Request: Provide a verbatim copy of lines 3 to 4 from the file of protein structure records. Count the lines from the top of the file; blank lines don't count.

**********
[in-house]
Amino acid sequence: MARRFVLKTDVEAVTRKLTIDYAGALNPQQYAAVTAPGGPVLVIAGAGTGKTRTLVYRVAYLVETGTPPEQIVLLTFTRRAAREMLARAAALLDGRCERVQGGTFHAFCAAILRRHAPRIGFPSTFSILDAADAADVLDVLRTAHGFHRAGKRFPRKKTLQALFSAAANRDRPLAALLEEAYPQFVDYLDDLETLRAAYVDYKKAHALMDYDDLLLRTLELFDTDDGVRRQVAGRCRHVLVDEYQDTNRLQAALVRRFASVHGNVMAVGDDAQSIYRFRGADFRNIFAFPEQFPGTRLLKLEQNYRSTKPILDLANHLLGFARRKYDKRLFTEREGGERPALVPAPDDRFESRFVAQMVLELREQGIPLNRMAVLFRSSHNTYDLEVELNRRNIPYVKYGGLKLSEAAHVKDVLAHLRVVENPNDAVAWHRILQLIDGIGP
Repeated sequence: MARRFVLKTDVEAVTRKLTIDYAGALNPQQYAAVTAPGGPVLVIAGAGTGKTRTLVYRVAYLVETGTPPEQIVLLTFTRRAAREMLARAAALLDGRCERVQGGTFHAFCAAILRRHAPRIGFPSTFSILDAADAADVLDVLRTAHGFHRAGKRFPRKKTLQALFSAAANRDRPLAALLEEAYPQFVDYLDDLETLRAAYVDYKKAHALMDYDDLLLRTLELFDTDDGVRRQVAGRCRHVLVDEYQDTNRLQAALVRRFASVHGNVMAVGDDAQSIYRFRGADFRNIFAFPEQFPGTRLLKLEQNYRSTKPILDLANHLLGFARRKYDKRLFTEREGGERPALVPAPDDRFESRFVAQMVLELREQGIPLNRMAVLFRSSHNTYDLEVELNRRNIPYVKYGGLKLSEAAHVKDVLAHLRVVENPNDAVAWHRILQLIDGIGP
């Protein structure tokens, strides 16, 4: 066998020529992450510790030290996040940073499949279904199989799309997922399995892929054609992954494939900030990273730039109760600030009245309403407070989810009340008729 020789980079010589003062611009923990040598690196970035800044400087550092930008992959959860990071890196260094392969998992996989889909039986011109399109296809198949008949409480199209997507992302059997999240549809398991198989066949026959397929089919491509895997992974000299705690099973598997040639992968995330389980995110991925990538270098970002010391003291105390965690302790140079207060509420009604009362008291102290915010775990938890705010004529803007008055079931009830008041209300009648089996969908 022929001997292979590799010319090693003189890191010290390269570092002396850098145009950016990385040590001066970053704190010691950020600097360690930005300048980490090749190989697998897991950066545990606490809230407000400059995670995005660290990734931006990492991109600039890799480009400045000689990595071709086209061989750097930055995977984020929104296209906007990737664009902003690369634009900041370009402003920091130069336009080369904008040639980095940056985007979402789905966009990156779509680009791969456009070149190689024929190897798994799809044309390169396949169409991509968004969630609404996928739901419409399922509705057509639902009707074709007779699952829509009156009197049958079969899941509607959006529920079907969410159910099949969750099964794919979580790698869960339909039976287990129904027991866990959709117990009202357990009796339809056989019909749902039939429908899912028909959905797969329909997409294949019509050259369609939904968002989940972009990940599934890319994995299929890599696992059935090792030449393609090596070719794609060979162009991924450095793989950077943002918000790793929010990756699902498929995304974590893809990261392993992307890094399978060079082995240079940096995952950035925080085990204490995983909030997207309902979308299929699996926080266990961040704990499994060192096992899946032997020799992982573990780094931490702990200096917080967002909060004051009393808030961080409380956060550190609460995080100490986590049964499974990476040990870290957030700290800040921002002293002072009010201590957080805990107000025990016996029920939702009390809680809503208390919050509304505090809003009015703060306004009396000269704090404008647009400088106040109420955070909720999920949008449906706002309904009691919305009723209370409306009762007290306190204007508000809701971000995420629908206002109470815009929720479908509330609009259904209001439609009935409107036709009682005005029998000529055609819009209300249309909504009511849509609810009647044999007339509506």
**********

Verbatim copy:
Repeated sequence: MARRFVLKTDVEAVTRKLTIDYAGALNPQQYAAVTAPGGPVLVIAGAGTGKTRTLVYRVAYLVETGTPPEQIVLLTFTRRAAREMLARAAALLDGRCERVQGGTFHAFCAAILRRHAPRIGFPSTFSILDAADAADVLDVLRTAHGFHRAGKRFPRKKTLQALFSAAANRDRPLAALLEEAYPQFVDYLDDLETLRAAYVDYKKAHALMDYDDLLLRTLELFDTDDGVRRQVAGRCRHVLVDEYQDTNRLQAALVRRFASVHGNVMAVGDDAQSIYRFRGADFRNIFAFPEQFPGTRLLKLEQNYRSTKPILDLANHLLGFARRKYDKRLFTEREGGERPALVPAPDDRFESRFVAQMVLELREQGIPLNRMAVLFRSSHNTYDLEVELNRRNIPYVKYGGLKLSEAAHVKDVLAHLRVVENPNDAVAWHRILQLIDGIGP
């Protein structure tokens, strides 16, 4: 066998020529992450510790030290996040940073499949279904199989799309997922399995892929054609992954494939900030990273730039109760600030009245309403407070989810009340008729 020789980079010589003062611009923990040598690196970035800044400087550092930008992959959860990071890196260094392969998992996989889909039986011109399109296809198949008949409480199209997507992302059997999240549809398991198989066949026959397929089919491509895997992974000299705690099973598997040639992968995330389980995110991925990538270098970002010391003291105390965690302790140079207060509420009604009362008291102290915010775990938890705010004529803007008055079931009830008041209300009648089996969908 022929001997292979590799010319090693003189890191010290390269570092002396850098145009950016990385040590001066970053704190010691950020600097360690930005300048980490090749190989697998897991950066545990606490809230407000400059995670995005660290990734931006990492991109600039890799480009400045000689990595071709086209061989750097930055995977984020929104296209906007990737664009902003690369634009900041370009402003920091130069336009080369904008040639980095940056985007979402789905966009990156779509680009791969456009070149190689024929190897798994799809044309390169396949169409991509968004969630609404996928739901419409399922509705057509639902009707074709007779699952829509009156009197049958079969899941509607959006529920079907969410159910099949969750099964794919979580790698869960339909039976287990129904027991866990959709117990009202357990009796339809056989019909749902039939429908899912028909959905797969329909997409294949019509050259369609939904968002989940972009990940599934890319994995299929890599696992059935090792030449393609090596070719794609060979162009991924450095793989950077943002918000790793929010990756699902498929995304974590893809990261392993992307890094399978060079082995240079940096995952950035925080085990204490995983909030997207309902979308299929699996926080266990961040704990499994060192096992899946032997020799992982573990780094931490702990200096917080967002909060004051009393808030961080409380956060550190609460995080100490986590049964499974990476040990870290957030700290800040921002002293002072009010201590957080805990107000025990016996029920939702009390809680809503208390919050509304505090809003009015703060306004009396000269704090404008647009400088106040109420955070909720999920949008449906706002309904009691919305009723209370409306009762007290306190204007508000809701971000995420629908206002109470815009929720479908509330609009259904209001439609009935409107036709009682005005029998000529055609819009209300249309909504009511849509609810009647044999007339509506």